Their problem is in characterizing the 'doubt' in the specific instance they are defending. This is really all they offer:
Keller has characterized the decision to publish the information as a "close call,"That's it.
Keller asserts it was a close call? And that's that? (Keller himself has done no better in defending himself.)
Well, they say:
We believe that in the case of a close call, the press should publish when editors are convinced that more damage will be done to our democratic society by keeping information away from the American people than by leveling with them.The deans are speaking in generalities again. How do I benefit from knowing the details about this program? What difference does it make to me, as a citizen, exactly? If, as Keller shouted, the SWIFT program was already common knowledge, what more do I gain by learning the details?
The bottom line is that the program was successful and legal. And all that's left is the fact that the details were secret and the possibility that revealing the details will harm the program and help terrorists and their backers. How is revealing the details leveling with us? Is it worth the risk in a "close call" if the government did nothing wrong?
And here we get to the thinking behind the deans and Keller. Bush keeps secrets!
In the aftermath of 9/11, a new climate of caution was a sensible response to a sophisticated terrorist foe. But Bush's reaction -- declaring a "war on terror" and claiming the Constitution grants almost limitless powers to the president in a time of war -- is excessive. His administration has been aggressively restricting access to information on the grounds of national security.So there you have it. The entire justification for Keller's decision. It has nothing whatsoever to do with the details of this program, or the harm in revealing those details, or the legality or success of this particular program. It didn't even have to be a "close call". It's just that, on general principles, they disagree with Bush's policies which they feel give him too much power, therefore they claim it is their responsibility to spill every single bean.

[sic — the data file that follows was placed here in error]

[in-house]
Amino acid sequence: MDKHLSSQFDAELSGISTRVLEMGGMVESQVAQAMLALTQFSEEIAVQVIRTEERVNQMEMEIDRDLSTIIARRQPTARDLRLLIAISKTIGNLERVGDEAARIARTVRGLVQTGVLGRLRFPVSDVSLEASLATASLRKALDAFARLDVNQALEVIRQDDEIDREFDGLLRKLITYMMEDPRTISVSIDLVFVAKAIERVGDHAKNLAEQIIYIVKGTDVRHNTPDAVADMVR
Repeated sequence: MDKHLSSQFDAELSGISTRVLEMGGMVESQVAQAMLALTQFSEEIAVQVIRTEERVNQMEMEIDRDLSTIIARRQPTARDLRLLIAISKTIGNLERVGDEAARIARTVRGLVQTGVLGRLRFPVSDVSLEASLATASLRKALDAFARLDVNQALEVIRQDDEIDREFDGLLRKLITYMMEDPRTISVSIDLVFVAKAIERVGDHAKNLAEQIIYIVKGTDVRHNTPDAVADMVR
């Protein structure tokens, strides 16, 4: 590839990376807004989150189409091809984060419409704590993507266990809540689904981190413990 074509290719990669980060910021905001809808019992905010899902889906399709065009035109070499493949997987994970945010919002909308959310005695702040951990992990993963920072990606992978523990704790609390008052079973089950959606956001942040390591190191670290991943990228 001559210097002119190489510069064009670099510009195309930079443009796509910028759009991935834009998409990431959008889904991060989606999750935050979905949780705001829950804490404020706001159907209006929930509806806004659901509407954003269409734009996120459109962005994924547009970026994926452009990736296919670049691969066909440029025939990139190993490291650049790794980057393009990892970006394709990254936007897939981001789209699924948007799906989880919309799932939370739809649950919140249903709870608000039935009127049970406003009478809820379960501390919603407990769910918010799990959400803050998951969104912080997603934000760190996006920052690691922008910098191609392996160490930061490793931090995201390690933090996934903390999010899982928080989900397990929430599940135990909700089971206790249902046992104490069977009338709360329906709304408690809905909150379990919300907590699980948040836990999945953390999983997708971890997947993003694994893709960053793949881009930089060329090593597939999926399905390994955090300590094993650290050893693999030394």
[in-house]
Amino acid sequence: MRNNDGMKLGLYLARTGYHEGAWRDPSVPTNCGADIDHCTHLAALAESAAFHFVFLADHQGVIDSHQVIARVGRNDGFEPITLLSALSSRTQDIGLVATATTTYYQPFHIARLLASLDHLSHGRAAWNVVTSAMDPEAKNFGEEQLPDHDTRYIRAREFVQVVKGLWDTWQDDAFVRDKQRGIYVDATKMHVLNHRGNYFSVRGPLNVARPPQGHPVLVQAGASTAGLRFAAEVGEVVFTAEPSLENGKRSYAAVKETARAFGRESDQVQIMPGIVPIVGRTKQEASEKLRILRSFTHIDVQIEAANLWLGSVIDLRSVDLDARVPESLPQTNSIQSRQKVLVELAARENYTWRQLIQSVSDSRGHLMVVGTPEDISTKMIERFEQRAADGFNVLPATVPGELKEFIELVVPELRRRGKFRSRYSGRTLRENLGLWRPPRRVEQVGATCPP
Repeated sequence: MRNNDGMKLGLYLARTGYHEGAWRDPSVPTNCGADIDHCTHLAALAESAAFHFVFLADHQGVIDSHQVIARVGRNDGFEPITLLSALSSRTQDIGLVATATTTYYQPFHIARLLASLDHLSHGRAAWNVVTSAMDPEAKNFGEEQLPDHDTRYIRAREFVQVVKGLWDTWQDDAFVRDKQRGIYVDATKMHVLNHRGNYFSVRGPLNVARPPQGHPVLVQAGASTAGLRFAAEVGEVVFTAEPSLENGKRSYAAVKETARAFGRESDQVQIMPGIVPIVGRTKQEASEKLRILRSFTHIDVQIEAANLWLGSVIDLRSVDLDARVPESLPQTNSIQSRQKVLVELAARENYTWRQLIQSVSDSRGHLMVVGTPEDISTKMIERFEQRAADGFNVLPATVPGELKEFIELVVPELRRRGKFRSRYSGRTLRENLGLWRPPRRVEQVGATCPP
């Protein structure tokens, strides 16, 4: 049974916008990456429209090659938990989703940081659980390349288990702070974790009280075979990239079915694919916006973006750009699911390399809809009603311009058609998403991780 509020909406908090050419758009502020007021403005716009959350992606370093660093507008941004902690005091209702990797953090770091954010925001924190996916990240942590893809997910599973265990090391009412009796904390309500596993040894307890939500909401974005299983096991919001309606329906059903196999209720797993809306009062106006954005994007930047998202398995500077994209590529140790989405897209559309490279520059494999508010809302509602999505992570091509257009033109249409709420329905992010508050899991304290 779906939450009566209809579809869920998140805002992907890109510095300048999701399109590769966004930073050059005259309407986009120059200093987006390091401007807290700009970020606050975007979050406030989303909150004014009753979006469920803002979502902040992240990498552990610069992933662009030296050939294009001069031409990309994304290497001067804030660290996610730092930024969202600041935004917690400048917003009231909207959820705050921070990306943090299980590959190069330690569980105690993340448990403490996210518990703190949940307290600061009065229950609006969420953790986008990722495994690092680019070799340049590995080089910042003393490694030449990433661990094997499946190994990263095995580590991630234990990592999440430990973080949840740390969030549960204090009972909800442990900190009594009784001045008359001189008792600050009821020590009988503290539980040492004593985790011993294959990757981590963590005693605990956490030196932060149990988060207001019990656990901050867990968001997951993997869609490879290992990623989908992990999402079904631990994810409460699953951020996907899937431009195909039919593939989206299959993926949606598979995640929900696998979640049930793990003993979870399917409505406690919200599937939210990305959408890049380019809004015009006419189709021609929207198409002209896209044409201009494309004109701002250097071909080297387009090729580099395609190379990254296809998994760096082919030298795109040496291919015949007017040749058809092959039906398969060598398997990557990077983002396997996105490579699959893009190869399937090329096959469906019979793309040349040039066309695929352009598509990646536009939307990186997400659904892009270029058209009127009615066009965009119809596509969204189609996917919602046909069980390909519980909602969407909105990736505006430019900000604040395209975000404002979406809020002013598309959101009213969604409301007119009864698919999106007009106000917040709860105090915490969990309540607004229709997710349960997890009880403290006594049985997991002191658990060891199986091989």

Well, I personally think the bean fart is on them. The American public does not believe their interests were served by The New York Times revealing the details of a legal, successful, program. Especially since, even it weren't a war, this program would still be necessary and secret to help law enforcement. Even if Bush didn't exist!
That civics lesson should have included the part about trust in our institutions. Years ago a president violated the peoples' trust in the Presidency and now Keller has violated the trust in the institution of Journalism.
Do I dare say it? Keller is the Nixon of the Press.